With my new wife newly arrived from Russia this past fall, it seemed like a good time to go to the parade again. So my wife, her son, and my teenage son and his girlfriend headed out early in the morning to go to the parade.
It was a beautiful day, sunny and clear. The parade started on time and we spent two hours watching the bands, mounted horsemen and -women, antique wagons, and Western-themed floats. Parade rules and tradition forbid mechanized vehicles, so all wagons and floats are horse-drawn.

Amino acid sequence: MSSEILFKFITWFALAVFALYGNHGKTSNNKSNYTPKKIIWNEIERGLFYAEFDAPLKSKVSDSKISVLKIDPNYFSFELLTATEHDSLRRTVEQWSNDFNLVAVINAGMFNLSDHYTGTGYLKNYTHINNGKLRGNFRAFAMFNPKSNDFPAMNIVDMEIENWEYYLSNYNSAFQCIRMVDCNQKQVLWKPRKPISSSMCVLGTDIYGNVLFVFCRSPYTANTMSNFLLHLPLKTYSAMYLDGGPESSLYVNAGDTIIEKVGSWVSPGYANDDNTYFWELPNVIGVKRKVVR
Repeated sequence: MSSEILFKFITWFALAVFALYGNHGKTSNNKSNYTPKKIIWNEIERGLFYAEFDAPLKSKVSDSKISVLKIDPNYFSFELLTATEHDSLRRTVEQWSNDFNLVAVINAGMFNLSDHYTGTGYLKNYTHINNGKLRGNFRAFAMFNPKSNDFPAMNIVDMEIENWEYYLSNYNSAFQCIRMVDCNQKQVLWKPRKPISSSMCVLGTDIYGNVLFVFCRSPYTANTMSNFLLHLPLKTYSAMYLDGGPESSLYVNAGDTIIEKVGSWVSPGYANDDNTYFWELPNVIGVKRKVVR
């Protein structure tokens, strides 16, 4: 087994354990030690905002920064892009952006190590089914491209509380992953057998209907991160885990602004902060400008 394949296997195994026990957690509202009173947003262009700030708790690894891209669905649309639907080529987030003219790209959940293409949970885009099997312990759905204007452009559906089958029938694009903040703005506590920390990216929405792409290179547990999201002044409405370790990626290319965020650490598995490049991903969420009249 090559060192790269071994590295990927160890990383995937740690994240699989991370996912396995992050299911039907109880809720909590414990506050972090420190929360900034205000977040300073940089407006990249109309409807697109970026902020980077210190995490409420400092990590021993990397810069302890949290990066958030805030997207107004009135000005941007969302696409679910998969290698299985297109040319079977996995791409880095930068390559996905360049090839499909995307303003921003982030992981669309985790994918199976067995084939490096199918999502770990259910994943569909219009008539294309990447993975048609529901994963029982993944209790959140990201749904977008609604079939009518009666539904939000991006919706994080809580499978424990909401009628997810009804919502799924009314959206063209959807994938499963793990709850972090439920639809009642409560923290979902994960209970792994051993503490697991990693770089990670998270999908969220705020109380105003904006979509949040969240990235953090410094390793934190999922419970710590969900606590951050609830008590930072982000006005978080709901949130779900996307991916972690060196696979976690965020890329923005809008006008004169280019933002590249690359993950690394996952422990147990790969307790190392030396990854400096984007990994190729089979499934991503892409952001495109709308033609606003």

People in the floats and wagons were dressed in either traditional Western wear or traditional Mexican dress. Some riders were dressed as Spanish conquistadors with spear and shield complete with Spanish-style coat of arms. Others were dressed as cowboys and cowgirls in either everyday boots, jeans, and hats or elaborate Hollywood-style cowboy dress. There were also Mexican cowboys with broad sombreros and 19th-century Calvary troops. Included with the Calvary were units representing the black "Buffalo Soldiers" who played a significant, but often neglected, role in the settlement of the Southwest. Also marching were representatives from the local Tohono O'odahm Nation and Pascua Yaqui Tribe Indians. But instead of Hollywood-style Indian garb, they dressed in the more traditional working cowboy garb common to this area's past and present.